Human immunodeficiency virus (HIV), the virus that causes AIDS, was often a fatal infection when it emerged in the 1980s, but today is considered manageable with antiretroviral drugs. There is no vaccine to protect against HIV, which is highly variable and cannot be eliminated by the body’s own immune response.
Healthcare systems worldwide need to upgrade to control disease transmission and cope with large numbers of sick people during the coronavirus pandemic as well as future outbreaks, the head of the World Health Organisation‘s (WHO) emergencies program warned on Friday.
Dr Michael Ryan of the WHO, speaking during a video panel session organised by the International AIDS Society, said world leaders grappling with the current pandemic “need to take a leaf out of the HIV/AIDS activist book” and make sure access to healthcare is equitable and evidence-based.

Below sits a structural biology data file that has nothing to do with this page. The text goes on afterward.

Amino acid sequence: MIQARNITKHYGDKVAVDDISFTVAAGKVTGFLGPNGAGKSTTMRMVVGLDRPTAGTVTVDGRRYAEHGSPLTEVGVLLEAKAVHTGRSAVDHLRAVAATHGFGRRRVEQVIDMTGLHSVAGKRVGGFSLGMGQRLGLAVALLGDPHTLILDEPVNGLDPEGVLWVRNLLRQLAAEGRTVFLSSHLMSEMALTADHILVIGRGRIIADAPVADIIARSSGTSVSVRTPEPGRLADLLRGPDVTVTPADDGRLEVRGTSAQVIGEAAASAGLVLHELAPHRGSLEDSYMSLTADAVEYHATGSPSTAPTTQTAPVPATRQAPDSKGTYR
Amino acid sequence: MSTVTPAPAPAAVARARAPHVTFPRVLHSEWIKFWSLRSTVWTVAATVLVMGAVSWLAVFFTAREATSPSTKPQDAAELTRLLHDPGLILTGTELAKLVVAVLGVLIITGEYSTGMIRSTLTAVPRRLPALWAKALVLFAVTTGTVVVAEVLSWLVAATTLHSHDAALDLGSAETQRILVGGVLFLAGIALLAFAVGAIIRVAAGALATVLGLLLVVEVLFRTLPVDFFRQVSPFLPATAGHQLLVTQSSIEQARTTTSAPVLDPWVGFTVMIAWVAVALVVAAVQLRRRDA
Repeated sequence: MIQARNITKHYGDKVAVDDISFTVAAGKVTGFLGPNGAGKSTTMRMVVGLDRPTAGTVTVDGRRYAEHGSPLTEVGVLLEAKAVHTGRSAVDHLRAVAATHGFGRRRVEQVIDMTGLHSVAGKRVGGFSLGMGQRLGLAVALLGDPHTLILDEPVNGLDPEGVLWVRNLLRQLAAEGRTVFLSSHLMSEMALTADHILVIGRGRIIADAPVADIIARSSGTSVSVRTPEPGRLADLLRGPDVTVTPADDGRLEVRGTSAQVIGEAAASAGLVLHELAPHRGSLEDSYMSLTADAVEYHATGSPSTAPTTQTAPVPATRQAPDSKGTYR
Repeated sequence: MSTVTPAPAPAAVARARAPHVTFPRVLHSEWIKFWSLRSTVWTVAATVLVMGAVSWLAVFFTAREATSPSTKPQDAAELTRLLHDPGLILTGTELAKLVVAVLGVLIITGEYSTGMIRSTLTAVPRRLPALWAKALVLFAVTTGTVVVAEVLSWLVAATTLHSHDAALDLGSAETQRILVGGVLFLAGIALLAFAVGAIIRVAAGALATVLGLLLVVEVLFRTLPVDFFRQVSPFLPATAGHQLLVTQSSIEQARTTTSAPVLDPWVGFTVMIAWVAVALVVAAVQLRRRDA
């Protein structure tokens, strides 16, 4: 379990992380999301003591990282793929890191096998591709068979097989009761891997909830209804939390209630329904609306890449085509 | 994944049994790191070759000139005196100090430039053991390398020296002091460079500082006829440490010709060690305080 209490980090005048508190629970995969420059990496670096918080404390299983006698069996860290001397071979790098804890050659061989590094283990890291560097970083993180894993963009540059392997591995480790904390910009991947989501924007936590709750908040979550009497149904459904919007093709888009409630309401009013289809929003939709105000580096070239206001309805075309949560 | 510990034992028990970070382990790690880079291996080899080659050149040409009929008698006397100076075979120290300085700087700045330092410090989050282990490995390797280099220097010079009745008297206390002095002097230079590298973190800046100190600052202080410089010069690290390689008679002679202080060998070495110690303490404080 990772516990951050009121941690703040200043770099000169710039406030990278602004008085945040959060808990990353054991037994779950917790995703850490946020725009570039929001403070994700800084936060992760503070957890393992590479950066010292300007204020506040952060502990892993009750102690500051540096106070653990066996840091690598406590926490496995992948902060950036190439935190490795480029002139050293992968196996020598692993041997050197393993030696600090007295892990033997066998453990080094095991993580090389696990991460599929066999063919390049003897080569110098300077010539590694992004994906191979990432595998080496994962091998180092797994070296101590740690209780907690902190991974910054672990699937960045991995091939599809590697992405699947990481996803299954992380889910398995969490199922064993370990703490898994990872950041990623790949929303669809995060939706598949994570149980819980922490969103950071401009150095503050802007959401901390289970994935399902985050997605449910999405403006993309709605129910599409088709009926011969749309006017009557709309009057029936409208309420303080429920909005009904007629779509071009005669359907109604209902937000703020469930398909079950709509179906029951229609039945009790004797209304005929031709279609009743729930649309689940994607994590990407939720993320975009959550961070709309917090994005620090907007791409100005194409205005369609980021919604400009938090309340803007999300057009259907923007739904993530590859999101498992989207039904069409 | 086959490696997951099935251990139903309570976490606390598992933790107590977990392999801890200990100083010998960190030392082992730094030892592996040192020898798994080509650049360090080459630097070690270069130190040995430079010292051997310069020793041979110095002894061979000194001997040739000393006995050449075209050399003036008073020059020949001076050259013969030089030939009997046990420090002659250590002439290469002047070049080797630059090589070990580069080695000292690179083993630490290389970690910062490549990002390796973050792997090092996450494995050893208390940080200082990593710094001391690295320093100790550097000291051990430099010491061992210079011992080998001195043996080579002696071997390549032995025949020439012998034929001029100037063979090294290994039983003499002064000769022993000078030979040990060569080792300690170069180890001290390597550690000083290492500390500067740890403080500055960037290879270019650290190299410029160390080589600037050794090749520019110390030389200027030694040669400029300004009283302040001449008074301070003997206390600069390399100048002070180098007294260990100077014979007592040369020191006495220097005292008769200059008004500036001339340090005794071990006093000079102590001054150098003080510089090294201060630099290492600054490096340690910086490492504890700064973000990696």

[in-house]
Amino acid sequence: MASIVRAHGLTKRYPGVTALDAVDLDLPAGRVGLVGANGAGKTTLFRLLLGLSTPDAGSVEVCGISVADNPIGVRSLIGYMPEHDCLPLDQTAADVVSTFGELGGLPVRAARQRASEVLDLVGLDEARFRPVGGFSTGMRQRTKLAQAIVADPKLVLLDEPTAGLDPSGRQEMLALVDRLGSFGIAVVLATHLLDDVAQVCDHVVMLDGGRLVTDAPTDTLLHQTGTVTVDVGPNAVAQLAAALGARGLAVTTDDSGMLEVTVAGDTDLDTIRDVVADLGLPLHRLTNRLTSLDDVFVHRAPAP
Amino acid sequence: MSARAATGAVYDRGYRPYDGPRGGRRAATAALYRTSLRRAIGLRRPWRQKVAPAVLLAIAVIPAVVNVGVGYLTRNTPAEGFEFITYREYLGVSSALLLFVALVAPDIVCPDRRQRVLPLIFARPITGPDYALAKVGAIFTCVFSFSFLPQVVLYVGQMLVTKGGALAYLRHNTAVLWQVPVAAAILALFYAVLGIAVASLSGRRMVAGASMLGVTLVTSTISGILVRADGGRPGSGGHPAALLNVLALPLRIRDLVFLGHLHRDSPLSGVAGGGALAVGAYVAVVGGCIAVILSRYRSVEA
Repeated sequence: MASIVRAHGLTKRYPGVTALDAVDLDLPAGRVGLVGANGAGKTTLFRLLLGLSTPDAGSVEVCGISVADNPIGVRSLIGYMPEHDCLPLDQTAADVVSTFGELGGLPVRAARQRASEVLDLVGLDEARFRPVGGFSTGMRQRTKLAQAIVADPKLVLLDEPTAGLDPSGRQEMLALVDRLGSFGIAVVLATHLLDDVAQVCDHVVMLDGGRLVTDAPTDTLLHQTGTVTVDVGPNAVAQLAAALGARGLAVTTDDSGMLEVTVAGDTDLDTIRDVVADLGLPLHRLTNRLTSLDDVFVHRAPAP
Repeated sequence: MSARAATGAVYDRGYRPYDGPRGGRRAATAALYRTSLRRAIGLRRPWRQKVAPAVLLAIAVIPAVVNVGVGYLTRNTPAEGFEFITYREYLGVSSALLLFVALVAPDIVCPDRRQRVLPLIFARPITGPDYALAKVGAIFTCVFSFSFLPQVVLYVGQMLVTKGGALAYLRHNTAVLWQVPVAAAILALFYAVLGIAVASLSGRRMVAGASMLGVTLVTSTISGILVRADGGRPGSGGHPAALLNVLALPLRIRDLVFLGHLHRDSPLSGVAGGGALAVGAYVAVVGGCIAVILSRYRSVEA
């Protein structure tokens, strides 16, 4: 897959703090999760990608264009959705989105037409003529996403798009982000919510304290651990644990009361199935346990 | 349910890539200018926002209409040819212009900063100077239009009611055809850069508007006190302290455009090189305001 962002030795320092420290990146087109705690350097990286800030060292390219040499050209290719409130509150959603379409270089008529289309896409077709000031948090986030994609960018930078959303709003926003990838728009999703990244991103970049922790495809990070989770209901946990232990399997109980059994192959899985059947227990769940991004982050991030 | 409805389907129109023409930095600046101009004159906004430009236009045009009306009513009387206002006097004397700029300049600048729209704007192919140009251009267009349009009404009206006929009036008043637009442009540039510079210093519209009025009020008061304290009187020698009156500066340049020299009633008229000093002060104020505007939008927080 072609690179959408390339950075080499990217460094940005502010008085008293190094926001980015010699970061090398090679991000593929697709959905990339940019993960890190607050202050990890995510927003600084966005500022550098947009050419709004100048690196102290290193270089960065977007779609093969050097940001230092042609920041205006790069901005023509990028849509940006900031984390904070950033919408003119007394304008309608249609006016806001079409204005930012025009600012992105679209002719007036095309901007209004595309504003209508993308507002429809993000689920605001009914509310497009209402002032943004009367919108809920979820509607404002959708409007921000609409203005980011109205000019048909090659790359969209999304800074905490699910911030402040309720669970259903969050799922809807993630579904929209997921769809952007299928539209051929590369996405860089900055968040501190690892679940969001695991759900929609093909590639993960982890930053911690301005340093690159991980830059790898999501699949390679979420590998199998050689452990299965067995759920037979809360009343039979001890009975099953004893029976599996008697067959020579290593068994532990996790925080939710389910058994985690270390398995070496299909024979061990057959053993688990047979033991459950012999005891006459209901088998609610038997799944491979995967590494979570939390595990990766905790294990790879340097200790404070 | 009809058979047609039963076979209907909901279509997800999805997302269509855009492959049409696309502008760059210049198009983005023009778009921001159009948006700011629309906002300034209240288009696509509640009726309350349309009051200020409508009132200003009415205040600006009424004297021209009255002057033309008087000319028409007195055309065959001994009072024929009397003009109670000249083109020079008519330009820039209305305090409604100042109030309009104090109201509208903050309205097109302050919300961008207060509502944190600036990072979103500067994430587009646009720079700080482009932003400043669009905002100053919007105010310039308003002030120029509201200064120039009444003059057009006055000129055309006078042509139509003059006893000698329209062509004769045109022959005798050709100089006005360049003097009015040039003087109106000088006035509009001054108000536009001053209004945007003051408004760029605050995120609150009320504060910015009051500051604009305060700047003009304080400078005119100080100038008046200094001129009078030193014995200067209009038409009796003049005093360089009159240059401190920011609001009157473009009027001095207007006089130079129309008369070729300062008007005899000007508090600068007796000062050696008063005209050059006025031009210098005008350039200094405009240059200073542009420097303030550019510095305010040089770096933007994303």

The coronavirus pandemic, which has not yet peaked in many parts of the world, has exposed weaknesses and left billions of people without reliable and affordable access to essential health services, he said.
But researchers do expect to eventually have vaccines effective against the coronavirus, which people can recover from on their own.
The WHO official said the two viruses are “different in scope and nature, but are comparable in so many other ways”, exposing the same inequities and generating similar injustices and denial.
“We cannot become distracted with retrospection and finger-pointing… We need to look ahead,” Dr Ryan said.